Eventually, the last DJ plays its last tones. It feels way too soon but I am dying of thirst and the only place where there is water is at the campsite. I say goodbye to Bolodoamor who has to go back to work and grab onto a 19 year old Brazilian who happened to stand next to me. He looks terrified when I ask him to get me into the campsite but is way too polite to question it. He needn’t have worried, everything went smoothly. I go straight to the camps ‘common area’ with the many fires.

I’m still sweaty but Eswatini nights are cold and I am bound to need the heat while I wait for my friends. We were supposed to reunite after the last concert but with my phone off and most of my friends running on African time, I realise it probably won’t happen. I’m torn between what I should do. Go home and sleep or stay an dance? I know there are plenty of taxis outside the festival area right now, but will there be any available later? Maybe, maybe not. On the other hand, public transport starts at dawn and I want to dance till then anyways.

I feel like my safety conundrum from yesterday makes itself known again. That as a solo traveling female, I navigate and create security, in relation to and at the mercy of the people around me. Au contrary to yesterday, tonight, I’m completely alone. Is it safe for me to stay? I hear my mothers stern warnings about festivals, traveling and being a woman. But then I also hear her encouraging words about standing your ground and taking up space. The words from my last thesis ring in my ears: the fear women have of men, inhibits them from moving freely in public spaces; less women in public spaces, make public spaces less safe for women. The safety conundrum of being female. Goddammit. I’m going to dance!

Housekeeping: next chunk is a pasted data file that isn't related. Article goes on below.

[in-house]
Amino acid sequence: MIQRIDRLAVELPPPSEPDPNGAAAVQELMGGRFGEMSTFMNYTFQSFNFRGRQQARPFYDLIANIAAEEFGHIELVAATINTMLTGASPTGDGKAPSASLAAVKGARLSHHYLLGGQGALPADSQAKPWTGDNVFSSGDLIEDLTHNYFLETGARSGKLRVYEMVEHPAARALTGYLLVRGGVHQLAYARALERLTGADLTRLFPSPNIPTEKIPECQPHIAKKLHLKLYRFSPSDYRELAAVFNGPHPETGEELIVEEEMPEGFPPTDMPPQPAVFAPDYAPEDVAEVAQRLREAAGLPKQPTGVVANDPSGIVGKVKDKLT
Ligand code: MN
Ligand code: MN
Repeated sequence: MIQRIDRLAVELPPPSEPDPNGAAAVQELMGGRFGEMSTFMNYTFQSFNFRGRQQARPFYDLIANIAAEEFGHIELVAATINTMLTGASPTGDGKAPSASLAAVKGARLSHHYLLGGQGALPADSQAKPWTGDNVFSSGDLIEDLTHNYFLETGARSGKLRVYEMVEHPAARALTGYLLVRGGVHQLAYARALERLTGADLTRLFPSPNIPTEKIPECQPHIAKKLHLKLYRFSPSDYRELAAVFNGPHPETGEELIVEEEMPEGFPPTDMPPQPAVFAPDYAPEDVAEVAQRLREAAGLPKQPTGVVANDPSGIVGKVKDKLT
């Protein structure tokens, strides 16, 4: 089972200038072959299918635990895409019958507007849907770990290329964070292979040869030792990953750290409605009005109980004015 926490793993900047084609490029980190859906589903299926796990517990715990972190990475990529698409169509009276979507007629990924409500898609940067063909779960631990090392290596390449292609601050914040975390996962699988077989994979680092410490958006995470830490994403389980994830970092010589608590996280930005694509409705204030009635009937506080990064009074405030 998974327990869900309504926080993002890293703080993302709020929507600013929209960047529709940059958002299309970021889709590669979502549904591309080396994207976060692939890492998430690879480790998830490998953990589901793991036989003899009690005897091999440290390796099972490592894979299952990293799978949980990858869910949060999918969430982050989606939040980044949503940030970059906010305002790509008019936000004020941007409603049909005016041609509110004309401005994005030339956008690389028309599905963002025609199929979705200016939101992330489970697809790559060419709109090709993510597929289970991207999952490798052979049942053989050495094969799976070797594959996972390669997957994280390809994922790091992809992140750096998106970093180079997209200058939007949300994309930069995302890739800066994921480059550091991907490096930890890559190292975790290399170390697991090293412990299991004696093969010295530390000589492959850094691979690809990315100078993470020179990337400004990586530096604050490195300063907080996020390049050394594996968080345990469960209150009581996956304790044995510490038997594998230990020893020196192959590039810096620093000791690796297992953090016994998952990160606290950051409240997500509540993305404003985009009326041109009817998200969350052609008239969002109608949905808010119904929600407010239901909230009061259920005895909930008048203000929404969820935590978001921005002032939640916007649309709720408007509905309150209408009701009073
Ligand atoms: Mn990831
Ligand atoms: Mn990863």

It’s around two AM and the campsite is packed! Happy people are everywhere, dancing, singing and talking. I make friends with a group that invites me to an after party. The guy who invited me wants to buy me a drink but all of the places have closed. I remember I’m actually still carrying a little bottle of alcohol from the night before and offer to share it.

When we arrive at the camp site party, we are welcomed like royalty. Mozambicans can host like nobody’s business! The music is loud and amazing. In a moment of weakness I succumb to the expectations of my surroundings and feel stuck to the guy that I came with. It is very evident that everyone expects me to be “somebody’s”. Tiresome gendered expectations… but I won’t let that chain me! The guy doesn’t seem to want to speak to me anyways so after trying to pull a whole conversation for five minutes I decide to mingle.

Everyone is super friendly and in a party mood. I only have time to speak to two people before the host calls me back to the guy I came with. When I get there I realize that he is trying to wingman the guy. Wingman him to me. Sigh. When the host leaves, the guy starts speaking to another man. And then another. Am I just expected to stand here? Am I rude if I walk away? How angry will he get when I reject him? But he has made no move on me, so how can I even reject him? 

The situation is absurd. I’m not afraid of the guy, nor do I feel unsafe in my setting, but my thought process shows how extremely aware my whole being is of the risks that come with rejecting a guy. I pretend to see somebody I know at the party and excuse myself.


A new dawn: There is hope for masculinity yet